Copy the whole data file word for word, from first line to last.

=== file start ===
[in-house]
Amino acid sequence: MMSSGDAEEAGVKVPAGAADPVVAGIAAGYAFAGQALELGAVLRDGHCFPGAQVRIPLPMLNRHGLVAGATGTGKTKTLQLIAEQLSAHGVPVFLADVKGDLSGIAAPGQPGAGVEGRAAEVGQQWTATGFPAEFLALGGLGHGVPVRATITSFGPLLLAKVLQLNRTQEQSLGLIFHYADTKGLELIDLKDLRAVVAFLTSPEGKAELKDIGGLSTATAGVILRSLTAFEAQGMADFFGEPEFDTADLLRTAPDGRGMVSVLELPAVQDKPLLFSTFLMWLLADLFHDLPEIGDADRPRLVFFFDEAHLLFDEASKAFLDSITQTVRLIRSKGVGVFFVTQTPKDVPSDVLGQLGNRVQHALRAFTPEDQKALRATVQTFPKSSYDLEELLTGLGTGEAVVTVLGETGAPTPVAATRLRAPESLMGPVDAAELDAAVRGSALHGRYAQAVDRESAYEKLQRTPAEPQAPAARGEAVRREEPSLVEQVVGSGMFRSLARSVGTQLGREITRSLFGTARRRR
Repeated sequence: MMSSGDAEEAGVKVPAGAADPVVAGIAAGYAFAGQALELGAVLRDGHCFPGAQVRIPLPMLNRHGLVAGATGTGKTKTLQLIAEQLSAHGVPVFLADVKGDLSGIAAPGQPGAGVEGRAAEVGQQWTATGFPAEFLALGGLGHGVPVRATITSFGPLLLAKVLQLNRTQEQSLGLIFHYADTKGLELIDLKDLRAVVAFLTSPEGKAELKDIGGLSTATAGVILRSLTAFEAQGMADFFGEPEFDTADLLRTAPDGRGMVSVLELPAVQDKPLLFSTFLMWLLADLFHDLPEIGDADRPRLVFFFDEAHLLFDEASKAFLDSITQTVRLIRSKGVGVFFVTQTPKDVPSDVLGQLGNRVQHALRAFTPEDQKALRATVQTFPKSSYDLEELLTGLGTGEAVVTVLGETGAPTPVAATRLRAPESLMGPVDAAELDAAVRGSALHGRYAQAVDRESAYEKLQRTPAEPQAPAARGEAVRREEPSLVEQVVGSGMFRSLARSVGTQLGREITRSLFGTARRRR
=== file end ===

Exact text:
[in-house]
Amino acid sequence: MMSSGDAEEAGVKVPAGAADPVVAGIAAGYAFAGQALELGAVLRDGHCFPGAQVRIPLPMLNRHGLVAGATGTGKTKTLQLIAEQLSAHGVPVFLADVKGDLSGIAAPGQPGAGVEGRAAEVGQQWTATGFPAEFLALGGLGHGVPVRATITSFGPLLLAKVLQLNRTQEQSLGLIFHYADTKGLELIDLKDLRAVVAFLTSPEGKAELKDIGGLSTATAGVILRSLTAFEAQGMADFFGEPEFDTADLLRTAPDGRGMVSVLELPAVQDKPLLFSTFLMWLLADLFHDLPEIGDADRPRLVFFFDEAHLLFDEASKAFLDSITQTVRLIRSKGVGVFFVTQTPKDVPSDVLGQLGNRVQHALRAFTPEDQKALRATVQTFPKSSYDLEELLTGLGTGEAVVTVLGETGAPTPVAATRLRAPESLMGPVDAAELDAAVRGSALHGRYAQAVDRESAYEKLQRTPAEPQAPAARGEAVRREEPSLVEQVVGSGMFRSLARSVGTQLGREITRSLFGTARRRR
Repeated sequence: MMSSGDAEEAGVKVPAGAADPVVAGIAAGYAFAGQALELGAVLRDGHCFPGAQVRIPLPMLNRHGLVAGATGTGKTKTLQLIAEQLSAHGVPVFLADVKGDLSGIAAPGQPGAGVEGRAAEVGQQWTATGFPAEFLALGGLGHGVPVRATITSFGPLLLAKVLQLNRTQEQSLGLIFHYADTKGLELIDLKDLRAVVAFLTSPEGKAELKDIGGLSTATAGVILRSLTAFEAQGMADFFGEPEFDTADLLRTAPDGRGMVSVLELPAVQDKPLLFSTFLMWLLADLFHDLPEIGDADRPRLVFFFDEAHLLFDEASKAFLDSITQTVRLIRSKGVGVFFVTQTPKDVPSDVLGQLGNRVQHALRAFTPEDQKALRATVQTFPKSSYDLEELLTGLGTGEAVVTVLGETGAPTPVAATRLRAPESLMGPVDAAELDAAVRGSALHGRYAQAVDRESAYEKLQRTPAEPQAPAARGEAVRREEPSLVEQVVGSGMFRSLARSVGTQLGREITRSLFGTARRRR